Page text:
In sum, this undisputed record evidence more than rebuts the presumption stemming from the PTO’s determination that the Marks are not generic. See Retail Servs., Inc. 364 F.3d at 546 (“Such one-sided evidence necessarily rebuts the presumption of non-genericness.”). The overwhelming and unrefuted evidence in this case shows that there is no genuine dispute of material fact as to the determination that the Marks at issue are generic, and accordingly, summary judgment cancelling the marks is appropriate. This result is logical; when asked what services they provide, EHB, WBH, and other competitors would naturally answer “we buy houses.” And allowing one member of the industry to trademark the phrase “we buy houses” would be the equivalent of allowing a professional football team to trademark “we play football” or a fast-food chain to trademark ‘”we sell burgers.” Those phrases are not distinctive identifiers of a source of goods or services. They merely describe the kind of services or goods provided by a business, and accordingly those phrases cannot be trademarked. The same is true of”we buy houses.”

Seeking to avoid this conclusion, WBH argues that even if the phrase “we buy houses” is generic, defendants are not using the phrase generically with respect to their business, which Brandt describes as “provid[ing] educational and instructional materials to home  buyers  and sellers.” Brandt Deel. ,r 13. In essence, defendants argue that the fact that they connect  their network  of  real estate investors  to sellers to purchase  homes  and  do  not  themselves  buy  homes transforms the use of”We Buy Houses” from generic to descriptive.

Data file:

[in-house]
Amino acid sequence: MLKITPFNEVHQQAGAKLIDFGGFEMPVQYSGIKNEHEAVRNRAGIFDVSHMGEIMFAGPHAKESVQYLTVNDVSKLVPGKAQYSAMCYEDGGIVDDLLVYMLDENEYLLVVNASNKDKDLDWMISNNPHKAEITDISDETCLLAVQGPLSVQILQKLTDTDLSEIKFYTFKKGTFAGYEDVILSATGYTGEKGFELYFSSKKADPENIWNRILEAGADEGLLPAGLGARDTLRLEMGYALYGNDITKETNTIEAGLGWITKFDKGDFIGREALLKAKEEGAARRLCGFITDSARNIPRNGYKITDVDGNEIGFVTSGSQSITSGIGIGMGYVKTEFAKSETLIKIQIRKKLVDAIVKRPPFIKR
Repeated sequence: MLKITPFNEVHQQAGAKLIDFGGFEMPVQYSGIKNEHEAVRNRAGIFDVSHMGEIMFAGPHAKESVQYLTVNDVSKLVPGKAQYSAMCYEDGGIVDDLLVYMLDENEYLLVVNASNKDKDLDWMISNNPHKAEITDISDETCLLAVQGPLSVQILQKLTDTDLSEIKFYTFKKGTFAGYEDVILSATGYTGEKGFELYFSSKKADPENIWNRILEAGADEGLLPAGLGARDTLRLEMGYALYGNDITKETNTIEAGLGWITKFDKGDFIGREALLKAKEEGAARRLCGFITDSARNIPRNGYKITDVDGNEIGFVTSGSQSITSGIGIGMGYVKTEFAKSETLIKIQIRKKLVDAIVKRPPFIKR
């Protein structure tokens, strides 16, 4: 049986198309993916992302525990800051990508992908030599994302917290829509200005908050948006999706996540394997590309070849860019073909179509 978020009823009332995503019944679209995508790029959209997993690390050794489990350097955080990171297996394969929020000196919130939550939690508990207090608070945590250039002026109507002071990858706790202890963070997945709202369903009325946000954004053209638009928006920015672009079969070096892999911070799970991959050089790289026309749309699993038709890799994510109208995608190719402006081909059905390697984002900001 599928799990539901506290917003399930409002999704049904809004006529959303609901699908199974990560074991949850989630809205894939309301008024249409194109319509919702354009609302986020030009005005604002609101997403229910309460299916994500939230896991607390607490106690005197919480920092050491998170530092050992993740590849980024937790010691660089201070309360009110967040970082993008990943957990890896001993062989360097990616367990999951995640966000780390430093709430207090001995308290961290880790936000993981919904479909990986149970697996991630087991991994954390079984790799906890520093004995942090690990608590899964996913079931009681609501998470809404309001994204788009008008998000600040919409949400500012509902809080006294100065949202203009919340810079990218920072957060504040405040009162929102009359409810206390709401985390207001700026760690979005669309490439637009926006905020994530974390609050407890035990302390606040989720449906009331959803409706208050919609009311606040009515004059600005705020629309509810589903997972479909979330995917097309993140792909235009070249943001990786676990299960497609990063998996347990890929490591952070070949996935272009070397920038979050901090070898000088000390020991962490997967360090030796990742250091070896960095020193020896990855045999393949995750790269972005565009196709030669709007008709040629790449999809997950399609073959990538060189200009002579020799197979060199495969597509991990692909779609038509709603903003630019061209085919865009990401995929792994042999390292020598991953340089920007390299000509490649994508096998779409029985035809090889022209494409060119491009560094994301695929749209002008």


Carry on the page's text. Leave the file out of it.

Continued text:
The Fourth Circuit considered and rejected a similar argument in Retail Services. There, the defendants contended that their use of the term “freebies” was descriptive because they provided “information about no-cost or low cost promotional offers” as opposed to the generic use of the term which connoted the giving away of products for free. Retail Servs., at 547. The Fourth Circuit concluded that this “razor-thin distinction” was “not significant” because “[e]ven though defendants do not directly distribute free products or ‘freebies,’ their business nonetheless revolves around ‘freebies’ in the generic sense of the word.” Id. This is so, according to the Fourth Circuit, because defendants’ business involved connecting consumers with free offers. Id. Similarly here, although defendant may not be directly buying houses, defendant’s business nonetheless “revolves around” the use of the “we buy houses” phrase in a generic sense, namely connecting home sellers to home buyers.6

In sum, the undisputed record confirms that the Marks at issue describe defendant’s services but do not identify the source of the services. As such, the Marks are generic.